2016 Jaguar XF Review - 14

2016 Jaguar XF Review

Rating: 9.0
$39,040 $46,420 Dealer
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The 2016 Jaguar XF is the best sedan Jaguar has produced in decades. It will need to be if it is to steal sales from rival German makes.
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Spain’s bull-running city of Pamplona must hold some spiritual significance for Jaguar, as once again, the British luxury car-maker has summoned the world to this spot for its second critical model launch in 12 months – the all-new Jaguar XF.

It may feel a little like Groundhog Day – after all, it’s less than three months since the Tata-owned, UK-based car-maker launched the XE sedan in this region. A BMW 3 Series rival, the Jaguar XE was without a doubt the company’s most important car in decades, given it’s positioning as a volume player.

Now it’s the XF’s turn to step into the ring against the might of the German automotive empire in the large car class; namely, the Audi A6, BMW 5 Series and Mercedes-Benz E-Class.

It’s no easy task.

Originally launched in 2007 with a couple of facelifts along the way, the new XF is only the second-generation of the model – and Jaguar has thrown everything and the kitchen sink at this car to guarantee its success.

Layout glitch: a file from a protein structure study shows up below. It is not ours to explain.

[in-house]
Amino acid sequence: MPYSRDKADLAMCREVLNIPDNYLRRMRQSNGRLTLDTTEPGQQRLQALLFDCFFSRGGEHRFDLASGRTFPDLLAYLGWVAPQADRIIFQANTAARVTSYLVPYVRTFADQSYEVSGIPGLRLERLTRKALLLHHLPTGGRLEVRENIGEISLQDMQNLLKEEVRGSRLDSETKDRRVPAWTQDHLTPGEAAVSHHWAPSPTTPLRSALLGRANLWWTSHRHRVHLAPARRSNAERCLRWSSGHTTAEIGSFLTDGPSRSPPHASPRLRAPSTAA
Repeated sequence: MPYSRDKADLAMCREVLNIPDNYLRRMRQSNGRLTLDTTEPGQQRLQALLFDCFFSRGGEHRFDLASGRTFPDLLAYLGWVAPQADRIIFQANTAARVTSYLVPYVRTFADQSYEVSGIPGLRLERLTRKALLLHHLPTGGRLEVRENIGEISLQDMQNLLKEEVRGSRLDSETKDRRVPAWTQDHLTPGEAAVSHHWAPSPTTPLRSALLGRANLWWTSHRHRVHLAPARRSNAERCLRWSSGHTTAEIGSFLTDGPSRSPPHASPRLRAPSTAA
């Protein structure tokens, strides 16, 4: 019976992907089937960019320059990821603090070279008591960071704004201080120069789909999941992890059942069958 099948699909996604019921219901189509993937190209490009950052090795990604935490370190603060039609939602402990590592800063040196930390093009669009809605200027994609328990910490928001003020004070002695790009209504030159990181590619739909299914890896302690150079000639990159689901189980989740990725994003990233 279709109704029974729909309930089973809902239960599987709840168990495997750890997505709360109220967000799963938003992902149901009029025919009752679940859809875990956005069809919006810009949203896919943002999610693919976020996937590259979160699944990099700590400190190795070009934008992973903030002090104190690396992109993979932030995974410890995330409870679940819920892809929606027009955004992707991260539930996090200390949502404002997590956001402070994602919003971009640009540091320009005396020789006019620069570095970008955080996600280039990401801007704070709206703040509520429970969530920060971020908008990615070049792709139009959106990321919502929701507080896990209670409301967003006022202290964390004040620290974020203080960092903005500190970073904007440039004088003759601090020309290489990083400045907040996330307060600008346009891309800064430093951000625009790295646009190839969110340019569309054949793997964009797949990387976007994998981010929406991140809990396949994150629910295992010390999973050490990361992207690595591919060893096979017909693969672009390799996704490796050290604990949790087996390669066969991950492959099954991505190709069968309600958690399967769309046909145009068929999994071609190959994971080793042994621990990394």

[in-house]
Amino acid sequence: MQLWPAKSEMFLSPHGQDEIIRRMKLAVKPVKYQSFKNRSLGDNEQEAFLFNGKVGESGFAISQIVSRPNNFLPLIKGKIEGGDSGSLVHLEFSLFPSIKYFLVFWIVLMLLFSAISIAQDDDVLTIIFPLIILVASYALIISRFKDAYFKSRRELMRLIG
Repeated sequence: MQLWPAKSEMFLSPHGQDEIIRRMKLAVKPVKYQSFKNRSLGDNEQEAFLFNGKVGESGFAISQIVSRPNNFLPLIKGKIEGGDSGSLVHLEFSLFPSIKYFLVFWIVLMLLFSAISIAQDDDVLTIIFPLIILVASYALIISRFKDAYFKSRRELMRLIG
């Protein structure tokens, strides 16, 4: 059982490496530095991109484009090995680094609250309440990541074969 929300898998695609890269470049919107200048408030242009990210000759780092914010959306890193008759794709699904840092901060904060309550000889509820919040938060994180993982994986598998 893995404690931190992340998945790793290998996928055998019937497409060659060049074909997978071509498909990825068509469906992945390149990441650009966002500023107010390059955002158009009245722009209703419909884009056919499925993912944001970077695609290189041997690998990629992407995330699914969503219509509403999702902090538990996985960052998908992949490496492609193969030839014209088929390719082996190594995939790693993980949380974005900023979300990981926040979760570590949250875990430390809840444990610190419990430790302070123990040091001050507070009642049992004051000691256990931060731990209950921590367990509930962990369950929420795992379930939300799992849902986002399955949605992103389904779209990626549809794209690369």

There are some obvious carryover features, like the rotary gear selector and rotating air vents. But of the 3194 parts that make up the 2016 Jaguar XF, no less than 2669 of those are brand new to the car – that’s 83 per cent.

It’s based on the same lightweight modular aluminium chassis that underpins the smaller XE, as well as the upcoming F-Pace, which is Jaguar’s new SUV that’s due to be shown in production form for the first time at September’s Frankfurt motor show.

The entire car is a mix of aluminium (for the bonnet and front guards), magnesium alloys and high-tensile steels. The architecture in the body sides alone weigh less than 6kg per side.

As a result, the new car is lighter by 190kg and stiffer by 28 per cent, allowing for better dynamics and ride control, according to Jaguar. It’s also more aerodynamic, with an exceptionally low Cd of just 0.26 (down from 0.29) – exactly the same as the smaller XE.

Design-wise, it’s an all-round tougher look, though not at the expense of the previous model’s much loved elegance. It’s got a bolder, more upright grille and its shoulder line is more masculine, though it’s still a very attractive car that should see it stand out among the crowd.